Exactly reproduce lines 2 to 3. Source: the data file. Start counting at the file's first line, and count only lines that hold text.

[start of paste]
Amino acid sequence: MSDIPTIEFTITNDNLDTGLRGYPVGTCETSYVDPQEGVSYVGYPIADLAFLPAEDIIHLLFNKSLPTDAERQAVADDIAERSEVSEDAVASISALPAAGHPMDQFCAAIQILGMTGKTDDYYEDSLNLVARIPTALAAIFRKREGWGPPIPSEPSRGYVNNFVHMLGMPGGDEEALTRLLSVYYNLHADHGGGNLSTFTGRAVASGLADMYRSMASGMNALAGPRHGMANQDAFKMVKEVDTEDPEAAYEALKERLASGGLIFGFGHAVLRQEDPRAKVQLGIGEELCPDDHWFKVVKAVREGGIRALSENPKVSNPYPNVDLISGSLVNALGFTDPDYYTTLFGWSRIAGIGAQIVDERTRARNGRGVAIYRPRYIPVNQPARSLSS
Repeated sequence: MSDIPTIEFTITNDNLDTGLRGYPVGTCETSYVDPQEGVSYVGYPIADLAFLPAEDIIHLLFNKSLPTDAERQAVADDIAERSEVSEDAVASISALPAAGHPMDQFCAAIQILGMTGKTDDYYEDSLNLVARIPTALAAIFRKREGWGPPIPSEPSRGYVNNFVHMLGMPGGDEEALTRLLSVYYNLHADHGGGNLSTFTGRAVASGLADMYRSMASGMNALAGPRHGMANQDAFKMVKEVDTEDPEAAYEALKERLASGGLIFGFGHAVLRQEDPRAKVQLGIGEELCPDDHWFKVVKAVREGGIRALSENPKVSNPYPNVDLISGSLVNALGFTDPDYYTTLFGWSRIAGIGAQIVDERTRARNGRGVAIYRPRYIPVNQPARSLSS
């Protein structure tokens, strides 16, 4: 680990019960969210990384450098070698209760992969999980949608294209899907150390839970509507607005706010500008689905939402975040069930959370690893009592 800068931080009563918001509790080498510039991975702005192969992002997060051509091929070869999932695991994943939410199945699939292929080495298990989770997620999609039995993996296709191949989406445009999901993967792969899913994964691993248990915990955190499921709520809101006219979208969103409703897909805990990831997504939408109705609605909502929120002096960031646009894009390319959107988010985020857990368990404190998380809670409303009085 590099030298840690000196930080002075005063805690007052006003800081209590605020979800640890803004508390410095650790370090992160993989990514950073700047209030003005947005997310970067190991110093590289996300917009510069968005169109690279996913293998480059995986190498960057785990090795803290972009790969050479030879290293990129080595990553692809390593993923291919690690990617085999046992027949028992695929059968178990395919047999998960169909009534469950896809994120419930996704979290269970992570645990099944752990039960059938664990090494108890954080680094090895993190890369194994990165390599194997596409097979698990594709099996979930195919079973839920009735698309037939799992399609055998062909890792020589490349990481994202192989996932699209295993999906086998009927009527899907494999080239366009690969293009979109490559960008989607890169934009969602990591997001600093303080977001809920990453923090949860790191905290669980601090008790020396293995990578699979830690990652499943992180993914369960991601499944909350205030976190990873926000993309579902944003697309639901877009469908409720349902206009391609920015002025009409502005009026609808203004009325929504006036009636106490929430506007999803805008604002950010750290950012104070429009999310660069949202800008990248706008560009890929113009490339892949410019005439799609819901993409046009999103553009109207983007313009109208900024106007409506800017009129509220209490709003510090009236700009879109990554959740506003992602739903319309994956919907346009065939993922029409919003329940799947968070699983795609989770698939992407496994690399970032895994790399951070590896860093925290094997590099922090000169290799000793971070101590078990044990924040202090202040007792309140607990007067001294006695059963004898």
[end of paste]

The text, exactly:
Repeated sequence: MSDIPTIEFTITNDNLDTGLRGYPVGTCETSYVDPQEGVSYVGYPIADLAFLPAEDIIHLLFNKSLPTDAERQAVADDIAERSEVSEDAVASISALPAAGHPMDQFCAAIQILGMTGKTDDYYEDSLNLVARIPTALAAIFRKREGWGPPIPSEPSRGYVNNFVHMLGMPGGDEEALTRLLSVYYNLHADHGGGNLSTFTGRAVASGLADMYRSMASGMNALAGPRHGMANQDAFKMVKEVDTEDPEAAYEALKERLASGGLIFGFGHAVLRQEDPRAKVQLGIGEELCPDDHWFKVVKAVREGGIRALSENPKVSNPYPNVDLISGSLVNALGFTDPDYYTTLFGWSRIAGIGAQIVDERTRARNGRGVAIYRPRYIPVNQPARSLSS
């Protein structure tokens, strides 16, 4: 680990019960969210990384450098070698209760992969999980949608294209899907150390839970509507607005706010500008689905939402975040069930959370690893009592 800068931080009563918001509790080498510039991975702005192969992002997060051509091929070869999932695991994943939410199945699939292929080495298990989770997620999609039995993996296709191949989406445009999901993967792969899913994964691993248990915990955190499921709520809101006219979208969103409703897909805990990831997504939408109705609605909502929120002096960031646009894009390319959107988010985020857990368990404190998380809670409303009085 590099030298840690000196930080002075005063805690007052006003800081209590605020979800640890803004508390410095650790370090992160993989990514950073700047209030003005947005997310970067190991110093590289996300917009510069968005169109690279996913293998480059995986190498960057785990090795803290972009790969050479030879290293990129080595990553692809390593993923291919690690990617085999046992027949028992695929059968178990395919047999998960169909009534469950896809994120419930996704979290269970992570645990099944752990039960059938664990090494108890954080680094090895993190890369194994990165390599194997596409097979698990594709099996979930195919079973839920009735698309037939799992399609055998062909890792020589490349990481994202192989996932699209295993999906086998009927009527899907494999080239366009690969293009979109490559960008989607890169934009969602990591997001600093303080977001809920990453923090949860790191905290669980601090008790020396293995990578699979830690990652499943992180993914369960991601499944909350205030976190990873926000993309579902944003697309639901877009469908409720349902206009391609920015002025009409502005009026609808203004009325929504006036009636106490929430506007999803805008604002950010750290950012104070429009999310660069949202800008990248706008560009890929113009490339892949410019005439799609819901993409046009999103553009109207983007313009109208900024106007409506800017009129509220209490709003510090009236700009879109990554959740506003992602739903319309994956919907346009065939993922029409919003329940799947968070699983795609989770698939992407496994690399970032895994790399951070590896860093925290094997590099922090000169290799000793971070101590078990044990924040202090202040007792309140607990007067001294006695059963004898």